As the BFA points out, for British competitors this means training year-round but often having to travel abroad to be able to reach the depths required in suitable conditions.

The two top freedivers are “not only consistent high-performing athletes on the pool circuit, but they rank at a high level in depth disciplines as well,” says the association.

It’s the 10th consecutive year in which Philip has won the British Championship.

“In the beginning I just wanted to hit the water with any excuse to do so, which is where my desire to do all the pool and depth disciplines came from,” she said. “Now I’m a very experienced diver, things of course change, and I find new reasons to continue competition freediving.“

A recent 75m competition personal best in the Constant Weight category was achieved despite having “very limited training time and resources, and very few training days doing depth in the sea”.

Now Philip says she is looking forward to the 2017 Depth World Championship in Roatan in August.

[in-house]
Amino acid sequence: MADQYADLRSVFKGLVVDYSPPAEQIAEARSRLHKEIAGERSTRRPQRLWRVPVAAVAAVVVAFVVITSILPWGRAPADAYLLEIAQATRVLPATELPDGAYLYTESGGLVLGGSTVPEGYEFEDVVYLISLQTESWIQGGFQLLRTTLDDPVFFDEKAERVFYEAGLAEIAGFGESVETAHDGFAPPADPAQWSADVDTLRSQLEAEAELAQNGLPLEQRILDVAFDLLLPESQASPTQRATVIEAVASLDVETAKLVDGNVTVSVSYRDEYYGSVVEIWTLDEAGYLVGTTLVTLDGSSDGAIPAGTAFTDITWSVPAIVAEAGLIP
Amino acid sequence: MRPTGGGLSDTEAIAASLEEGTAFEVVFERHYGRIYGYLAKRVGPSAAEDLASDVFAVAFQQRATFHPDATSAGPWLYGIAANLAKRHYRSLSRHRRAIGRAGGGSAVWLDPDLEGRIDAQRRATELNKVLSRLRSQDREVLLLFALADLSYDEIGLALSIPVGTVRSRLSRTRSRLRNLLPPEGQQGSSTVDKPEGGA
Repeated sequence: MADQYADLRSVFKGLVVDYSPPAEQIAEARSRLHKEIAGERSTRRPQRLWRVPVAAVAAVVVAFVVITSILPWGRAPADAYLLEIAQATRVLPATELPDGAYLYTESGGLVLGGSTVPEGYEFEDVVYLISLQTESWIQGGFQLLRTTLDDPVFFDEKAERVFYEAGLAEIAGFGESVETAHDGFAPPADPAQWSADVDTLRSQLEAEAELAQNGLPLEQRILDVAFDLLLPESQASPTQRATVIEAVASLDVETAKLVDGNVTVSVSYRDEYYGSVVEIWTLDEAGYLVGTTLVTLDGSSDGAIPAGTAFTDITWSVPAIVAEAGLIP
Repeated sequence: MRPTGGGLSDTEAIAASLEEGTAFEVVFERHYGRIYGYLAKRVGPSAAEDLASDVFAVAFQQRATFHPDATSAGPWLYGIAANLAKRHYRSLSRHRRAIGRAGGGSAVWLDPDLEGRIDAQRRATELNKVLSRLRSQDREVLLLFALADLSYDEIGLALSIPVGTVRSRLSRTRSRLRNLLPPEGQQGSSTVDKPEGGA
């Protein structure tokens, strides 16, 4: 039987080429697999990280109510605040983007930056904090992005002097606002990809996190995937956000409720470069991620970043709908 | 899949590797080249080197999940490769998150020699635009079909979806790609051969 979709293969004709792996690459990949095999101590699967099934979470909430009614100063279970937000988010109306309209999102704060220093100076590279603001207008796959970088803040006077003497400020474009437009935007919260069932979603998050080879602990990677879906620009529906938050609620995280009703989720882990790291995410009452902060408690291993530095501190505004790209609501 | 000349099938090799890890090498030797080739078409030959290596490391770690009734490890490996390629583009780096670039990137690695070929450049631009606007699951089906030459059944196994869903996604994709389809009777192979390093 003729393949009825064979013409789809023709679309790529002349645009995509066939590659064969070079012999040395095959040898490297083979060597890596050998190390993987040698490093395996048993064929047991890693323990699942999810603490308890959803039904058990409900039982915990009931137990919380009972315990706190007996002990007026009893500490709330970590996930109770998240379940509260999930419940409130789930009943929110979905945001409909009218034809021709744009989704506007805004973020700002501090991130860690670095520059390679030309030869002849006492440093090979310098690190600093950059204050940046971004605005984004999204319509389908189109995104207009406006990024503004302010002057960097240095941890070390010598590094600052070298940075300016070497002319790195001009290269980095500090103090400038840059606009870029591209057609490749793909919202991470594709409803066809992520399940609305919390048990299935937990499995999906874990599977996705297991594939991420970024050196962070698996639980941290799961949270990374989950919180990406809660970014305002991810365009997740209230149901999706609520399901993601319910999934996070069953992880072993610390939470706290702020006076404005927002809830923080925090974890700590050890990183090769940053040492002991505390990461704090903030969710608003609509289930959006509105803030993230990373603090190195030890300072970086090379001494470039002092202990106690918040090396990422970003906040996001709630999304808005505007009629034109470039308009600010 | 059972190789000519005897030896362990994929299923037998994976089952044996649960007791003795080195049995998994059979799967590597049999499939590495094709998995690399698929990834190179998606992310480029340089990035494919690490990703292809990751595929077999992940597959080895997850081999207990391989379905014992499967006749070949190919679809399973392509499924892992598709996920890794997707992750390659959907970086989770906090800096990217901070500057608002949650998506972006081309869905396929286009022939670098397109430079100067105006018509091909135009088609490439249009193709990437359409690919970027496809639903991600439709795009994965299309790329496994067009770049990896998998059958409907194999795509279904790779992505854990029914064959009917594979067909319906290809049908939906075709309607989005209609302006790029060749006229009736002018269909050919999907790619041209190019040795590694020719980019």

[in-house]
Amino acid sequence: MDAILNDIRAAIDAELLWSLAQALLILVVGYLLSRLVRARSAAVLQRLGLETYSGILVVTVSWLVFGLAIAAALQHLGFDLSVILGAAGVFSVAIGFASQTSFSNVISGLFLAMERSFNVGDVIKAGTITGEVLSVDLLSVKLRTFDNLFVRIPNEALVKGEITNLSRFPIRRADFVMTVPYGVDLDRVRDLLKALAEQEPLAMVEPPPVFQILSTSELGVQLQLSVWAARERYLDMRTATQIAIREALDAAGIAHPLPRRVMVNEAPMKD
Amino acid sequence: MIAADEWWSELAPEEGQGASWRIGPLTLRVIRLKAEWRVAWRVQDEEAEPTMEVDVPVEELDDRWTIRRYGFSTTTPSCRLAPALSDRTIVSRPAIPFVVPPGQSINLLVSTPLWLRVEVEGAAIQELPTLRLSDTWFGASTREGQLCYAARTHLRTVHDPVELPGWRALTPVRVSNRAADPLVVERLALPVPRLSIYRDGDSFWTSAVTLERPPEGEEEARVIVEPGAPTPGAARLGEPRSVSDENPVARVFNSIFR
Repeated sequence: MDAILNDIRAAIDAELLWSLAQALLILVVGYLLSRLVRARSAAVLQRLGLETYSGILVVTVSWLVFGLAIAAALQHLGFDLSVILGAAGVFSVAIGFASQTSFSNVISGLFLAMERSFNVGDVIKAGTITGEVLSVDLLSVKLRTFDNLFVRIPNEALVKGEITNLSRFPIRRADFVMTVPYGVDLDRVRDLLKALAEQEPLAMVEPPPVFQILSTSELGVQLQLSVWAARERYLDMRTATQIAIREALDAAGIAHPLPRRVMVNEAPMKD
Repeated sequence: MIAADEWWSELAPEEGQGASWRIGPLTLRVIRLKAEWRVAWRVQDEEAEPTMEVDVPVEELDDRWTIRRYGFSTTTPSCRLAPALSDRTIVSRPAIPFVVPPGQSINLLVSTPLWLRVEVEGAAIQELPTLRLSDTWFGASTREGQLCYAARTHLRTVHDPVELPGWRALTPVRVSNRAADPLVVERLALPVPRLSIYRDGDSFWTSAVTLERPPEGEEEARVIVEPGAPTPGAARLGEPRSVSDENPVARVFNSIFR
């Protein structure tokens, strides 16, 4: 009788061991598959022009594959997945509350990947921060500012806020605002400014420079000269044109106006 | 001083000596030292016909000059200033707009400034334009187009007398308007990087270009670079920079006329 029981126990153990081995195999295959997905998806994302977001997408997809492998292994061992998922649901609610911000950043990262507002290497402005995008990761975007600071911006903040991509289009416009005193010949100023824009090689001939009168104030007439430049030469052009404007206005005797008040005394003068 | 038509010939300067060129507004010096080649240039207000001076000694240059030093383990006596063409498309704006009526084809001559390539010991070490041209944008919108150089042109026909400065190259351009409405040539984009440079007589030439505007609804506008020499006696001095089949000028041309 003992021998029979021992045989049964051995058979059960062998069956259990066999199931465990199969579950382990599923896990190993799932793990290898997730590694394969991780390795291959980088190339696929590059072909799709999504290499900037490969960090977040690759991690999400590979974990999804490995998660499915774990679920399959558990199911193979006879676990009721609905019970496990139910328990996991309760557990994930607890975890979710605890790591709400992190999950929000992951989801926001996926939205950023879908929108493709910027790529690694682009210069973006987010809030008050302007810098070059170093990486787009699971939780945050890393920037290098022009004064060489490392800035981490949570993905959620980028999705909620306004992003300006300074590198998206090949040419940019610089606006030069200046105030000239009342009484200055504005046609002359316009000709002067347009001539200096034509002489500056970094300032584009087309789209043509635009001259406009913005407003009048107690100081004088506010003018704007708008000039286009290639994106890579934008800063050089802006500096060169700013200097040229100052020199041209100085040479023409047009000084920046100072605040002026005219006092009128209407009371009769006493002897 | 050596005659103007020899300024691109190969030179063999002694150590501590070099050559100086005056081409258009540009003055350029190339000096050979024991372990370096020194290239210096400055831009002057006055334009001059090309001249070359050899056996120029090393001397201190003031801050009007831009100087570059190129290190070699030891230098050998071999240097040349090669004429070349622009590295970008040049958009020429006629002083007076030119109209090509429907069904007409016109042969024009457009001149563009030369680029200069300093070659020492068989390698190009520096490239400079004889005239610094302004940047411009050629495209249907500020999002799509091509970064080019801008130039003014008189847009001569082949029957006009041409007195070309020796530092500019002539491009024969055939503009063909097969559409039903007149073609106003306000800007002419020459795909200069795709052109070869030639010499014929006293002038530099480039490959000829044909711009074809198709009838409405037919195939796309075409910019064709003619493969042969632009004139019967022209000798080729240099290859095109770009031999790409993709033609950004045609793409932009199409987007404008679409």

Tim Money said of the award: “It’s really challenging to get points on all disciplines, and I almost see it as the pentathlon of freediving, as it’s very hard to train and do well across the board. My head says I should be more specific and concentrate on one event to progress – however, the excitement factor throws that out the window and I have a go at everything, which is great fun.

“My main challenge is with time between teaching, family and work - I just don't get to do enough diving or events. I managed to get to two events this year, so only just got points in all disciplines, and hope to do more in the future.”

Divernet - The Biggest Online Resource for Scuba Divers